“The bond that links your true family is not one of blood, but of respect and joy in each other’s life” – Richard Bach
It is one of those days and the frequency is increasing. I have been experiencing a new sensation that can best be described as a hive of bee’s crawling over my legs collecting pollen. The sensation is not of stinking in a painful way but annoying in that way the last moments of the freezing leaving your jaw causes following your dental visit. Between that and the grey weather outside this makes for a good writing day.
I received an article in my news alerts a couple of days ago which was very timely. It was from an Ottawa news source but hit on a topic I had been discussing Saturday evening with a friend, what is family. I think the importance of family is directly proportional to the type of disability you have grown up with.
If you have the ability to self-determine and manage your own affairs you can get by with less family involvement. Persons like myself or Glenda Hyatt are very capable of fighting for our needs, even the ones we shouldn’t have to. We have become use to a world where we have to take certain positions or stances that require a level of cognitive sustenance lacking in many other types of disabilities. The benefit of family support is nice but we can live without it if we have to.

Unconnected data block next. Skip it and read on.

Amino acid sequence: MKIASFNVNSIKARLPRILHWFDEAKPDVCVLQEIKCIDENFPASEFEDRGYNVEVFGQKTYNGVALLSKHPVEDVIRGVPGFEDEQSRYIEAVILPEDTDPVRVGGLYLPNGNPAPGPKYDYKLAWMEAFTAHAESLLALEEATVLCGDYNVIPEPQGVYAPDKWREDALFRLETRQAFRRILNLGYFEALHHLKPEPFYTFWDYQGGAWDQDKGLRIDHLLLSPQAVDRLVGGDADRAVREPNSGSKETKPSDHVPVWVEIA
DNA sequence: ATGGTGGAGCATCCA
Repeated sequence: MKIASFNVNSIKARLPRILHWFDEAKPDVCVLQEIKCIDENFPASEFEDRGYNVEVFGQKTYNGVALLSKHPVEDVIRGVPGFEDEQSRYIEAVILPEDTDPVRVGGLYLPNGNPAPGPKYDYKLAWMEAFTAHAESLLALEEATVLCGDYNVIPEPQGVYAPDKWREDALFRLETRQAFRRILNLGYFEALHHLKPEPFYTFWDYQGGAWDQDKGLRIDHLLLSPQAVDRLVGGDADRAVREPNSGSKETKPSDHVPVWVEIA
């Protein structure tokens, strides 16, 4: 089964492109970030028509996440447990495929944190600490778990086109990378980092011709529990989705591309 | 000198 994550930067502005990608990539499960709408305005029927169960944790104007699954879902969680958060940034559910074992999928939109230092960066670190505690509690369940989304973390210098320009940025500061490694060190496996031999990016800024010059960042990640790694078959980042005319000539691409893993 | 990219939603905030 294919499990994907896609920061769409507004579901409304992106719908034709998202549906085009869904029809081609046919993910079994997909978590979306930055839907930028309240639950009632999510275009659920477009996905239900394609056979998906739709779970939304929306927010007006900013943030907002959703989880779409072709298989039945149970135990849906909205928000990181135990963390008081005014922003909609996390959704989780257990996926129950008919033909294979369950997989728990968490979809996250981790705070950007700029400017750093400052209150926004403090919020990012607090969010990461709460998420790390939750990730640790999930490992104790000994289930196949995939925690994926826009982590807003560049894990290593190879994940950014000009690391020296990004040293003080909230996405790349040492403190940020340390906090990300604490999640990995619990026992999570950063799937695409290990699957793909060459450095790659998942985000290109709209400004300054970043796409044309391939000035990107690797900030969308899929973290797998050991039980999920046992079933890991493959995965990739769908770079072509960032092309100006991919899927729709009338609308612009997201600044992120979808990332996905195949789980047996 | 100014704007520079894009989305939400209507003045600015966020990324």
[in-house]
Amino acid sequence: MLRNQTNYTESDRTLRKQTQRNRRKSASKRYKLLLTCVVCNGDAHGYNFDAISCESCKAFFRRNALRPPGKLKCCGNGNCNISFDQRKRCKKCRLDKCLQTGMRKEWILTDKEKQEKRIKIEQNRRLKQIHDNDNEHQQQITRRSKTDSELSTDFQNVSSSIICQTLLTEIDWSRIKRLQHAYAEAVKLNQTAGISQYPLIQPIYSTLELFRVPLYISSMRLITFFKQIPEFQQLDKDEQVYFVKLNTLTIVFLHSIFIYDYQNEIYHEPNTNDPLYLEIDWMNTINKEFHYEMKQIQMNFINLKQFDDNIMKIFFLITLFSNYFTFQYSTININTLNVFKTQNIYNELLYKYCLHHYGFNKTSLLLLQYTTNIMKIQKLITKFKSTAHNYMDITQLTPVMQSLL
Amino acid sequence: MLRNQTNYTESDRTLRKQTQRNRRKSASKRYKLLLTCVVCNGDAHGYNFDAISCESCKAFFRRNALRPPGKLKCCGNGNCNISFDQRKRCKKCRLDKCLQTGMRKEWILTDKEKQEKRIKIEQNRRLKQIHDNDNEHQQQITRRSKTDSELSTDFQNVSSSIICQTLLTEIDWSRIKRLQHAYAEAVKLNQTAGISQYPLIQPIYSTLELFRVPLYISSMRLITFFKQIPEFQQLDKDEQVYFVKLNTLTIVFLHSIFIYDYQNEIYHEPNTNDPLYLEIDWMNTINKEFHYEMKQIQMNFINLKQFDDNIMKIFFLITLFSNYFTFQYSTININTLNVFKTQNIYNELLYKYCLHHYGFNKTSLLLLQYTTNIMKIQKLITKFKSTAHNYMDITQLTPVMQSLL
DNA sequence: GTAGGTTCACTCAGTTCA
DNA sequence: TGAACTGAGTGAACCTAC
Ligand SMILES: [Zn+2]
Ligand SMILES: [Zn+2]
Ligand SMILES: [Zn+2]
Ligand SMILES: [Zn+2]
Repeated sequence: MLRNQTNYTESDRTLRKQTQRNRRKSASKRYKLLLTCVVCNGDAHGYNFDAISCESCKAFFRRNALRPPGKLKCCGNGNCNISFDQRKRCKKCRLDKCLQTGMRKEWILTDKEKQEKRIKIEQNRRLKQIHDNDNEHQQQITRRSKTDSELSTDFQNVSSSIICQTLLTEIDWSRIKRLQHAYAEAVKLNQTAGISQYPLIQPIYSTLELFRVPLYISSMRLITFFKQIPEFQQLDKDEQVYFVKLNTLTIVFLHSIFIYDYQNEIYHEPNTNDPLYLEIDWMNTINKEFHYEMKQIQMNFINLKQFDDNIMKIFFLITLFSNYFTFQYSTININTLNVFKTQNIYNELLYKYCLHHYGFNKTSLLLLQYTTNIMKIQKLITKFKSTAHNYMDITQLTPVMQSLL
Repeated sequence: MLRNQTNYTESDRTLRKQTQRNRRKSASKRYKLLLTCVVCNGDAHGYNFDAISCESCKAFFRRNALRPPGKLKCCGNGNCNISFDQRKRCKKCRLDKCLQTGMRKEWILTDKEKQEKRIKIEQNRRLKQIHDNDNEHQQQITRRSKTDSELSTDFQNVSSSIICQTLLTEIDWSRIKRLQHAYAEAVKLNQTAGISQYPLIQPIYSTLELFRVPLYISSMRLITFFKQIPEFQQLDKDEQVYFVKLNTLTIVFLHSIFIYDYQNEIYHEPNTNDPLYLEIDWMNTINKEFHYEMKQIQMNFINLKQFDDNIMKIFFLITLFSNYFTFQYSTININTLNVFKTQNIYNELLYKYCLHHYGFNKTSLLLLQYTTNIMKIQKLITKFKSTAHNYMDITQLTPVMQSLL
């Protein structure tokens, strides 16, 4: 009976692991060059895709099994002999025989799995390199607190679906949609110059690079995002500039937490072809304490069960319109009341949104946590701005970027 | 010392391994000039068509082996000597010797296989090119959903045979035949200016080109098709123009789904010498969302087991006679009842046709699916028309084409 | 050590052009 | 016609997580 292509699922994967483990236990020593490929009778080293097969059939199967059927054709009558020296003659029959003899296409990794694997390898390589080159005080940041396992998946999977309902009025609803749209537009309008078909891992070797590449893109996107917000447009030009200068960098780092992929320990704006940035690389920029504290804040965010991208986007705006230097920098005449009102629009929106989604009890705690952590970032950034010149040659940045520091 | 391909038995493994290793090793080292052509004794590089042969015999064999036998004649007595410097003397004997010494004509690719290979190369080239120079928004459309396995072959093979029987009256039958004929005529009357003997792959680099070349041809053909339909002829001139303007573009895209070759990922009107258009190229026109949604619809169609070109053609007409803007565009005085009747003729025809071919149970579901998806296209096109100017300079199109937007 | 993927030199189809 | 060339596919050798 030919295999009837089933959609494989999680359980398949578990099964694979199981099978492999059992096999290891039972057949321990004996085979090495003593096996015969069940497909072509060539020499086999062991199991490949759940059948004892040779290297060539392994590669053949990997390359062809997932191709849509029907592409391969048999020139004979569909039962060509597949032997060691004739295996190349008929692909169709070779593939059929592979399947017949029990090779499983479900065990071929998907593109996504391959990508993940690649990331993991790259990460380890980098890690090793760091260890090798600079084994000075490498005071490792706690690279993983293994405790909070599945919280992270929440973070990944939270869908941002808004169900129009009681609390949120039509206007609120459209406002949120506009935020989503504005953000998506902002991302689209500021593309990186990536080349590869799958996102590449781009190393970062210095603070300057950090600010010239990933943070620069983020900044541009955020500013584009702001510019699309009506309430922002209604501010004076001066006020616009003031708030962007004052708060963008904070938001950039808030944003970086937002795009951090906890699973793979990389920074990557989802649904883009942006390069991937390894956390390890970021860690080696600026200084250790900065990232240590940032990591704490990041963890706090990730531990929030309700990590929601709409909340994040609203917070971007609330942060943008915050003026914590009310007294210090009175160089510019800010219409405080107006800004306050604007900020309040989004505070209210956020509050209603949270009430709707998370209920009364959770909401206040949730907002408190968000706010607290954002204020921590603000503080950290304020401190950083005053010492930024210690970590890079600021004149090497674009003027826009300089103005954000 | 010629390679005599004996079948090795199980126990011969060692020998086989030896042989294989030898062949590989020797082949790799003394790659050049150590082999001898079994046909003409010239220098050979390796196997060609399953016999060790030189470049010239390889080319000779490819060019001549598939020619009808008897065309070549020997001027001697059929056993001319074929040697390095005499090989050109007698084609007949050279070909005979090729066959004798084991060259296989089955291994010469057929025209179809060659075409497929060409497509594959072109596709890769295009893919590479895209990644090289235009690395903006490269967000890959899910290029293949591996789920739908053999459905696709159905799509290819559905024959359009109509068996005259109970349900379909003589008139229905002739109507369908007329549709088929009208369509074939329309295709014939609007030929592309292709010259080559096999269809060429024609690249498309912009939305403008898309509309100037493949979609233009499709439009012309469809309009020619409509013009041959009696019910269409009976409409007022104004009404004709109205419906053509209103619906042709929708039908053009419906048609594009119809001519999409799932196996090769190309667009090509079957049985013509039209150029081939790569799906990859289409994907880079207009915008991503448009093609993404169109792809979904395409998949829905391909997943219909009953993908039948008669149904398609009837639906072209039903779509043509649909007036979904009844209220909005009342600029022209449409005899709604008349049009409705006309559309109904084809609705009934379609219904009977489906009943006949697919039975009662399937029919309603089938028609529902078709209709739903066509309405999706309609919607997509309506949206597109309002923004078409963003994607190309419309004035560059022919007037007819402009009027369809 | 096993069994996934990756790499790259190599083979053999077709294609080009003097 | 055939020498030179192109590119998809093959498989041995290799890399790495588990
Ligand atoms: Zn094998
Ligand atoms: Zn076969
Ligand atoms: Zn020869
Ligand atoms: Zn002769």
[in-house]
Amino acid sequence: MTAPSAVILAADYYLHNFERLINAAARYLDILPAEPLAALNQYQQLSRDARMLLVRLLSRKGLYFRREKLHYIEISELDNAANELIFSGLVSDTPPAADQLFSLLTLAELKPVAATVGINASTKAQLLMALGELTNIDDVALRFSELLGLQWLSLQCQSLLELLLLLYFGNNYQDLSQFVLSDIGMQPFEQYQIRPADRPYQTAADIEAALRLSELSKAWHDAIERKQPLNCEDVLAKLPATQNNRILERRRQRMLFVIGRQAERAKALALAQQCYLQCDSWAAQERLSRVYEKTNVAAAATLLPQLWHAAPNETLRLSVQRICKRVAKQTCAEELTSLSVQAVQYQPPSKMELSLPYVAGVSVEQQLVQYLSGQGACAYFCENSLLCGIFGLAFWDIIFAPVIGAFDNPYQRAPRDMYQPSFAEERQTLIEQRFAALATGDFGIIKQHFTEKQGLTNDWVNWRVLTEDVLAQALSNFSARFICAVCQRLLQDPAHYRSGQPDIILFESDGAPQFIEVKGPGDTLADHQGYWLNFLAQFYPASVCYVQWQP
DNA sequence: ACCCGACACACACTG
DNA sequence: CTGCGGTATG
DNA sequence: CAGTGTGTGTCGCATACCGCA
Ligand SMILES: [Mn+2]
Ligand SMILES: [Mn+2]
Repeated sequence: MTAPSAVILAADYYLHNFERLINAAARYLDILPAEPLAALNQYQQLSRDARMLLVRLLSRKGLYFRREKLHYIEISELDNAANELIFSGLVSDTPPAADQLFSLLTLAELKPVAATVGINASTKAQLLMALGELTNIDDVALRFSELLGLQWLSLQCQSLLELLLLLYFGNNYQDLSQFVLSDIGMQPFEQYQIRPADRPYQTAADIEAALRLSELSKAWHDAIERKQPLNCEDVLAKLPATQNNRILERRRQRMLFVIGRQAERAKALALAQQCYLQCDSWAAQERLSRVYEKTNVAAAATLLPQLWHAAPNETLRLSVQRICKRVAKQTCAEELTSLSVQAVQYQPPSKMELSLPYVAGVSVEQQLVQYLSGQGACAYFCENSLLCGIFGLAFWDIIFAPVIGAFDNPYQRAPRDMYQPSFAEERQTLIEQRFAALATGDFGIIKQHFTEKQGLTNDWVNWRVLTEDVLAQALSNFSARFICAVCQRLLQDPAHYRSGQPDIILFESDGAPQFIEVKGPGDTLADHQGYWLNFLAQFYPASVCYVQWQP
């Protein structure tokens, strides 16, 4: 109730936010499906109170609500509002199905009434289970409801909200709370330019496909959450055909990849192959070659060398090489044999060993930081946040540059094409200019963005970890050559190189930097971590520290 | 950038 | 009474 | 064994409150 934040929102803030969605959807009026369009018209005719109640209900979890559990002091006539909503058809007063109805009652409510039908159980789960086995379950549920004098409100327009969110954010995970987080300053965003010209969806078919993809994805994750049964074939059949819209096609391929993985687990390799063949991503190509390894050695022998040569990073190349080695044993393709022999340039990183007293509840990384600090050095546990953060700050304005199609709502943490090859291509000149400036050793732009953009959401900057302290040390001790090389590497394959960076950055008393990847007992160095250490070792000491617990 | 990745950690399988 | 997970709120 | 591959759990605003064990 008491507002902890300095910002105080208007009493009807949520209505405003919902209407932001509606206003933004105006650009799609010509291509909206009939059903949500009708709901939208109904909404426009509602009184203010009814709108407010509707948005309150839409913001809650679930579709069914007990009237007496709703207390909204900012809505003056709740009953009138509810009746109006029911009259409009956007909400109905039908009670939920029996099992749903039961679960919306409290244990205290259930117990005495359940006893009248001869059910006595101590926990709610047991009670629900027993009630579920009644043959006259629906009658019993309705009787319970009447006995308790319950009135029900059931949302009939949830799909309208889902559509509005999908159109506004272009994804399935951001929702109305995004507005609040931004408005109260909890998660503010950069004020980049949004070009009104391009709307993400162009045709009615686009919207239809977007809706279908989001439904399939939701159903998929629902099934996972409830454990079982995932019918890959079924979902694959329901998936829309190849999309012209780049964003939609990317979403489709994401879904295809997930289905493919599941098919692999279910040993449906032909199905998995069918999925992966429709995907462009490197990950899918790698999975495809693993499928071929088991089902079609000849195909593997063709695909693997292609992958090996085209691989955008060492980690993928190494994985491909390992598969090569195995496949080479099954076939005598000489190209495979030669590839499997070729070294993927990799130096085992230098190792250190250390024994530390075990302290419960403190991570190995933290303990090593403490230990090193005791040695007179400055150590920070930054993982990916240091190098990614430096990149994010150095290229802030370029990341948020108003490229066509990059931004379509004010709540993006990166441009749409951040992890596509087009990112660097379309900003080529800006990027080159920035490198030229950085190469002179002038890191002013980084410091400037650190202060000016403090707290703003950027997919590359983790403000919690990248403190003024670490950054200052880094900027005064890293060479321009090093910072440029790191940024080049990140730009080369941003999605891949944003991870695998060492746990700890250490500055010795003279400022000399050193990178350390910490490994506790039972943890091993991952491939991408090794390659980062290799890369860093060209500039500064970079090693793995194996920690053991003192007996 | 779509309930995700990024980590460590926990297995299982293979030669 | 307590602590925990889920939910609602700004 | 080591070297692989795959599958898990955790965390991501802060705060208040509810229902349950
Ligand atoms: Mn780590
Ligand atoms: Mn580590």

If you live with a disorder that impairs your ability to self-determine the importance of a family cannot be understated. An aging population with developmental factors are dependent on family to compensate for the lack of ability to self-determine. The aging parent care-givers traditionally handle this. Those same families are also recognizing the erosion or privatization of the services they fought so hard for. Who will manage their child’s care once they are gone?
In the 70’s and 80’s there was a massive push by governments to cut back institutional living and involve families in home communities. This decentralization of large institutional care centres to a community based approach put the responsibility on the family. I know too many parents from my mother’s generation who have been the primary care-giver or service supervisor for their disabled child. With that said that “child” is now close to or in their 60’s themselves and that family involvement has been a life time of service.
The conversation I had on Saturday evening revolved around “what is a family”? I have wrestled with that concepts for most of my life. I did a Google “What is family” search and received over 370 million responses, way too many for my purposes so I quickly scanned twenty of the best rated ones to see if I could see a pattern.
One of the consistent themes used in describing a family were the words “home”, “house” or “place of residence”. Interestingly the idea of “blood relative” was absence but the importance of “mutual respect and support” was used a lot. That I could relate to. Continue reading